The sticking all depends on the caliber/case taper. .204 will stick like a banshee. .22-250 barely needs any elbow grease. I'd done hundreds of .22-250 and never have stuck a case. I stuck my 51st .204 case and have come close several times since, tore the rim off a few .204's, etc.

-S

joed
March 14, 2013, 12:48 PM
I've used One Shot since it came out on the market. It has one problem that causes stuck cases. You really need to shake the can before spraying. I've found those that get stuck cases have let the can sit for awhile and then reused it. Every time I spray my brass I shake the can vigorously. Never had a stuck case yet.

tightgroup tiger
March 14, 2013, 03:53 PM
It's all I use also, The only problem I've had is not letting it dry long enough. I don't mist it down on my cases, I hose them down and let them dry. I just resized 35 30-06 in my rockchucker last week with little effort.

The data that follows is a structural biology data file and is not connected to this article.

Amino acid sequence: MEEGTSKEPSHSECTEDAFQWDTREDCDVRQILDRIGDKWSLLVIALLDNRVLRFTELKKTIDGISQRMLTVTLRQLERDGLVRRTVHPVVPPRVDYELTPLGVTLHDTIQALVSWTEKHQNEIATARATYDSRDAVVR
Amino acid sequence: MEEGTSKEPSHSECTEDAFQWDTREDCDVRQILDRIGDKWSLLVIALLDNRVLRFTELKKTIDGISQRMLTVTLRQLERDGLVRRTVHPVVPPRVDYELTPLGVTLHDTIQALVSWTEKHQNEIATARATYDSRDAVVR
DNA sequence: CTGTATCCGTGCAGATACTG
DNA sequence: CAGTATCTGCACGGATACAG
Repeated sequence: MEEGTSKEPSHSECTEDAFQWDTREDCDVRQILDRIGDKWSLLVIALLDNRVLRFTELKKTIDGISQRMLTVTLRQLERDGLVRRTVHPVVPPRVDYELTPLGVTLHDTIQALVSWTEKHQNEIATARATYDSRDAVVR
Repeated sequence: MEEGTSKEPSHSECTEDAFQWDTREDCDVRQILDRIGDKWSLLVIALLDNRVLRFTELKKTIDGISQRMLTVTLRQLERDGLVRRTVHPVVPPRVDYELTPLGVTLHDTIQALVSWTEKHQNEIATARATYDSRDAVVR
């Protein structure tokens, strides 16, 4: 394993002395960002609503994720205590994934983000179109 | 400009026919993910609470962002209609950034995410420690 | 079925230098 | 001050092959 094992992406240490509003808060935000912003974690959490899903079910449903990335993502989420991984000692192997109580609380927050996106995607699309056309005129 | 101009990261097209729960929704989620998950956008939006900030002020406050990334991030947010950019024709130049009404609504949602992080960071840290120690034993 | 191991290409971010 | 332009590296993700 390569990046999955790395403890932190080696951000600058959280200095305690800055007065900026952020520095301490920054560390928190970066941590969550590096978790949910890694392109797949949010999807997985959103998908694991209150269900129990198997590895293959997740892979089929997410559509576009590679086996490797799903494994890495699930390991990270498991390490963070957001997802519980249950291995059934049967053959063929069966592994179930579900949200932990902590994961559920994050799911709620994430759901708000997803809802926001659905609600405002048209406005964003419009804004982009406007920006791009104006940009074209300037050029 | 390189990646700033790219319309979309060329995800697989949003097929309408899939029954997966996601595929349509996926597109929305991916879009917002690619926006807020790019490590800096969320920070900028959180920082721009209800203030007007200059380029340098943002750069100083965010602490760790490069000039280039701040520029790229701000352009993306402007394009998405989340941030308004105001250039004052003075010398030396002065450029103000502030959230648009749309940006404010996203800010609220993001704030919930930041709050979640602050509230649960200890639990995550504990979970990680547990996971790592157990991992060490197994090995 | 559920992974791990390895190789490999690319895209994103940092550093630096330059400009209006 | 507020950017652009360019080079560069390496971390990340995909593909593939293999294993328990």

thump_rrr
March 14, 2013, 07:11 PM
Not to be a jerk thump_rrr, but on your 800 rounds per hour, do you take into account all the time you spend putting the brass in baggies, spraying it, shaking it, then letting it dry to the point that it can be sized? I know you couldn't run 800 per hour using Imperial but are you sure you're doing 800 with One Shot?
My reloading of .223 is done in 3 steps.
(1)Deprime in station #1 and Size and trim in station #3 using a Dillon RT 1200 trimmer.
(2)I then wet tumble and store my brass.
(3)When it is time to load I prime, powder drop, bullet seat and crimp.

I don't use One Shot or plastic baggies.
I use an 18"x26" baking sheet.
I pour about 200 pieces of .223 onto the baking sheet and spray them with Dillon Case Lube.
I give the tray a shake and spray again.